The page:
Whenever I see sci-fi movies, one thing strikes me the most about imagined post-petroleum societies: the large-headed ugly being (alien or human). It is an indication of our belief that the brain evolves faster (simply because we use it 24X7) and will eventually become most of the body.
I wonder what makes us conceive of a future where there will be ugly ET-like people. Maybe, my descendant in the year 10,000 would call me a cretin for missing the aesthetic point of a large-headed woman, the Mega Mind Girl. But what I know is that, our generally ugly image of the advanced man is probably a reflection of the way we look at ourselves now.
This imagined reality is based on a theory of evolution propounded by Lamarck, before Charles Darwin, which is based on the inheritance of acquired characteristics. For example, we Indians inherit indiscipline, which is an acquired characteristic (ok ok that’s a joke). Anyway, Lamarck’s conclusion is known as the theory of use and disuse of organs.
It states that organs we use the most become stronger, while those we don’t become vestigial, like the appendix. The future human will be more of a head species than a heart one, which is why we generally imagine futures that will be populated by a bright race of Humpty Dumpties — chicken limbs attached to an egghead, with long digits evolved to use a touch-screen.
In fact, what we imagine tends to freeze into actuality, because theories determine reality as much as reality determines theories. A day will come when we’ll be getting Diwali discounts on Tata Time Machines.
The downside to this view is that we won’t have leggy beauties anymore. Or, keeping in mind the cretin argument, the advanced human might find heads sexier — bigger the better. But I’m glad I’ll die before that happens. I’m a meat-and-potatoes kind of guy, and would like to go to my grave with Monica Belluci in my heart.
Overall, the ‘big-headed micro-gadget’ future is not off the mark. Recently, scientists found a very close cousin of the Homo Sapien in the Denisova Cave in Russia, who they call the Denisovan. The Denisovans were three-feet tall and lived 40,000 years back.
They found a little finger of a seven-year-old female Denisovan, who they have christened X-Woman. It’s not known if the name was inspired by the Hollywood film. I had some shallow fun talking about this small-headed woman with my unevolved male friends, and I can tell you lack of refinement is funnier than we think. Anyway, our collective family tree just got more complicated with the Neanderthals on one branch and the Denisovans on the other, and the chimps, Slow Loris’ et al on the rest of the branches.
The Denisovans were an intelligent lot, like the Neanderthals. They made tools, jewellery and drawings. In fact, the X-Woman’s finger was found close to a pile of junk jewellery, proving vanity is in our genes.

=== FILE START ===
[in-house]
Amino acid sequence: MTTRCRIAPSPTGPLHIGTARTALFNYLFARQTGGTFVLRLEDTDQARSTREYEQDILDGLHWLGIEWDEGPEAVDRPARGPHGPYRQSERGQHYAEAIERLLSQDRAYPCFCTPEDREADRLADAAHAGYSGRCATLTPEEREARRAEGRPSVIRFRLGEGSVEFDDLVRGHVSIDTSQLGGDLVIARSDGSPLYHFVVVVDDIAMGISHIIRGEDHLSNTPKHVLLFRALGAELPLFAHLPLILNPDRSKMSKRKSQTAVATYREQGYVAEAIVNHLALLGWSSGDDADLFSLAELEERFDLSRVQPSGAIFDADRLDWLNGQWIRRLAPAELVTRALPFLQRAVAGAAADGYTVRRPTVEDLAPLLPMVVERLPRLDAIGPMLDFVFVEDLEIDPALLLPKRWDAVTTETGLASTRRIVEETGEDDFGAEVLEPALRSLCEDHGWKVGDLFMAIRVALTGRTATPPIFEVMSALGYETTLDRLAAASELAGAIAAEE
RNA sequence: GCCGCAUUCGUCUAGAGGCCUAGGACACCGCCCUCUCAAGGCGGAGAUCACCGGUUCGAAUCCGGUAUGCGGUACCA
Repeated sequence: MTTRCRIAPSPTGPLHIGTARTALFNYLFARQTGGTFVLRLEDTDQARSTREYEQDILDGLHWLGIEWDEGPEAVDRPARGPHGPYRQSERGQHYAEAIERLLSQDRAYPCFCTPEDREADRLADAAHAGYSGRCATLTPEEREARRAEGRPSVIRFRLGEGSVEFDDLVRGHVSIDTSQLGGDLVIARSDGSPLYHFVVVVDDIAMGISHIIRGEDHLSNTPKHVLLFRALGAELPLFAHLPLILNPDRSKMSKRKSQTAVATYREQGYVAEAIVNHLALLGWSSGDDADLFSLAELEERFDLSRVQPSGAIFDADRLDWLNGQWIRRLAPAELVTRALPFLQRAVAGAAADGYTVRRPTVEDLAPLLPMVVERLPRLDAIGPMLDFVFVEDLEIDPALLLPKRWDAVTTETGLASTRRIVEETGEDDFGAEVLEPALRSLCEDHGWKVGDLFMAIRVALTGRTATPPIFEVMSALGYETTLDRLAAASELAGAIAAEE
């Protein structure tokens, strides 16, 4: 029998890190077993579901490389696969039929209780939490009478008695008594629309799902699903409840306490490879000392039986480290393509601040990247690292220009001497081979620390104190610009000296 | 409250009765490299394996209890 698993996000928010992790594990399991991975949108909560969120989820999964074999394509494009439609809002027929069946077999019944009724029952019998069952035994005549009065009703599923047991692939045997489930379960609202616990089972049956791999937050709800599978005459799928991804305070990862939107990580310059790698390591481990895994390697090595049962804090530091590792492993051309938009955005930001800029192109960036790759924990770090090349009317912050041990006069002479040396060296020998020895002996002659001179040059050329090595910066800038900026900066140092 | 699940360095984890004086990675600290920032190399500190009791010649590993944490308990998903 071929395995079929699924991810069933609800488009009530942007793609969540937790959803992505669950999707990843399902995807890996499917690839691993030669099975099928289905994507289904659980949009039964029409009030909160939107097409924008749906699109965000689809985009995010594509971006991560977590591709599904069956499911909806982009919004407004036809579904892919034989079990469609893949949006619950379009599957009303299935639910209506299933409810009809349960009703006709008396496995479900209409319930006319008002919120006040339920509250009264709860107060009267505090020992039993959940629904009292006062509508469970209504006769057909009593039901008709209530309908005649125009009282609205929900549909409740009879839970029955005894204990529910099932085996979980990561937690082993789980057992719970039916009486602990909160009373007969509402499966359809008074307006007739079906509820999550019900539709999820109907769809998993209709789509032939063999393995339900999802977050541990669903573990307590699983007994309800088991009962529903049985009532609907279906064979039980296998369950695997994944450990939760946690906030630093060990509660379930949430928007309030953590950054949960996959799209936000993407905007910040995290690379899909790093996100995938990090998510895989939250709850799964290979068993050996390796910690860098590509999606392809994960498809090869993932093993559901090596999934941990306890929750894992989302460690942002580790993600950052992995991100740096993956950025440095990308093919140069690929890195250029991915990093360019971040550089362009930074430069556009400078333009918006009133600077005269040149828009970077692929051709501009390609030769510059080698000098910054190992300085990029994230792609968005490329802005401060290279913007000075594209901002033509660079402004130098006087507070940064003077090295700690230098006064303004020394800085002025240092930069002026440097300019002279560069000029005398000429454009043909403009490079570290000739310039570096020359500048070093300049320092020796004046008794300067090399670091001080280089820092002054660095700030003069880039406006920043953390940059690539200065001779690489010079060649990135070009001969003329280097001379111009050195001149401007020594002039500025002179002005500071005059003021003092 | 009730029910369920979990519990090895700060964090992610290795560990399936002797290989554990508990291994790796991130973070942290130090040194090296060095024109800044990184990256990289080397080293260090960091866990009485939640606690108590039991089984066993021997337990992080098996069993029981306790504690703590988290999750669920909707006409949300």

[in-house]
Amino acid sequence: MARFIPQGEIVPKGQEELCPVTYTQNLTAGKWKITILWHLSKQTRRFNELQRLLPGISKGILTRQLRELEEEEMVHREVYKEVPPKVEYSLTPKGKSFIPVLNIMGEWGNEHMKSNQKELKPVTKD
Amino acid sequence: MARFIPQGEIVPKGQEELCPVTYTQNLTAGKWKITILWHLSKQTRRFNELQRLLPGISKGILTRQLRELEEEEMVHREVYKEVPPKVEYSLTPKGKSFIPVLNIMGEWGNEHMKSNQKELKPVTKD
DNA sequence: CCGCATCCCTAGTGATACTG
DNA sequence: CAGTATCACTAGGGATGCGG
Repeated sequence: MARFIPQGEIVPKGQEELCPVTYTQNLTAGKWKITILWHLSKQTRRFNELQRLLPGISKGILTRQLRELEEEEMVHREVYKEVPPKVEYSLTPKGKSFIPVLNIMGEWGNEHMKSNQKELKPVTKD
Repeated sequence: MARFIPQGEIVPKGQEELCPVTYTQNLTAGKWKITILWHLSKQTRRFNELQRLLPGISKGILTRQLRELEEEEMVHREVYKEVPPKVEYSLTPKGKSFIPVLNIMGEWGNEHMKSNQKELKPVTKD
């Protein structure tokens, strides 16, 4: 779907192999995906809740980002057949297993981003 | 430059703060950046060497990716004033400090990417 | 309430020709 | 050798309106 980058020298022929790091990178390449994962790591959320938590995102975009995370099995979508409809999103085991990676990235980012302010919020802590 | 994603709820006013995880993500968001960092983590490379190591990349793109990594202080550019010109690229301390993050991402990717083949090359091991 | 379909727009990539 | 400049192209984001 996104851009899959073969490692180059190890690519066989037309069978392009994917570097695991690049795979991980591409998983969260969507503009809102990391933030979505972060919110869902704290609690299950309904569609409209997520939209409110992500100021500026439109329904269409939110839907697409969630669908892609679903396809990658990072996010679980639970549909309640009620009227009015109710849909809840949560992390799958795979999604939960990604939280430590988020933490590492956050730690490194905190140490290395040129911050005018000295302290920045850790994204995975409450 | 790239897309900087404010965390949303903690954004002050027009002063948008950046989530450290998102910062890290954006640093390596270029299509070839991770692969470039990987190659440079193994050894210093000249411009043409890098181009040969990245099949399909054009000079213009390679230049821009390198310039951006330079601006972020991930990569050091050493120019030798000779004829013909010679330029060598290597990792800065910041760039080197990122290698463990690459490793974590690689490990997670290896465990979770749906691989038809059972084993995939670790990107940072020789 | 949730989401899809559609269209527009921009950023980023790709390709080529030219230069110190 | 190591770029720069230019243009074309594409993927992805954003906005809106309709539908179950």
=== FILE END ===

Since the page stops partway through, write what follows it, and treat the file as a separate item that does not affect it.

The educated guess now is that, of all the possible ancestors of the Homo Sapien, the Alpha Man was somebody who used his brain efficiently and survived the Ice Age, slowly turning it into a 1.4-kg lump of mystery. The first centuries of evolution, obviously, required man to use both his brawn and brain, hence he was programmed to become taller, stronger and brighter.
Today, the likes of Stephen Hawking have proved that just the brain is good enough, everything else will soon be made in the lab. When I look at him, I actually see a big head. Today head-people like Bill Gates employ better physical specimens as office boys. Yes, the brain is waiting to conquer the body, the Greeks be damned.
While we talk about Maharashtra being power deficit, the situation in the lesser known corners of the country is unthinkable. I went to this sleepy hamlet in the North East to meet some of my near forgotten cousins. Since I was the flashy big city cousin, they drew me in a little room of their concrete-thatched hybrid house. We sat in the dark, discussing ‘back then’.
The dark drawing room had that idyllic dusty smell. We sat for an hour, but the lights were still out. I asked a cousin when we would have lights, and he said why did I need lights at night, since it would be bedtime soon. On my drive back to my town, my friend told me a little story: Just when a baby was being born in a local civil hospital, the lights failed. As soon as the baby’s head was out, it exclaimed, “Damn, why did I have to take rebirth in the North East!”
I guess, our city’s fathers should take the story seriously. We don’t want a Puneri baby saying that if it’s reborn in Pune. Let’s talk about alternative energy with greater commitment.
• From the North East to finding the mainstream in Pune, it has been a long journey for Mirror scribe Santanu Borah. But, he has finally made his home here and given the alertness of a deskie, his observations on the city are truly glocal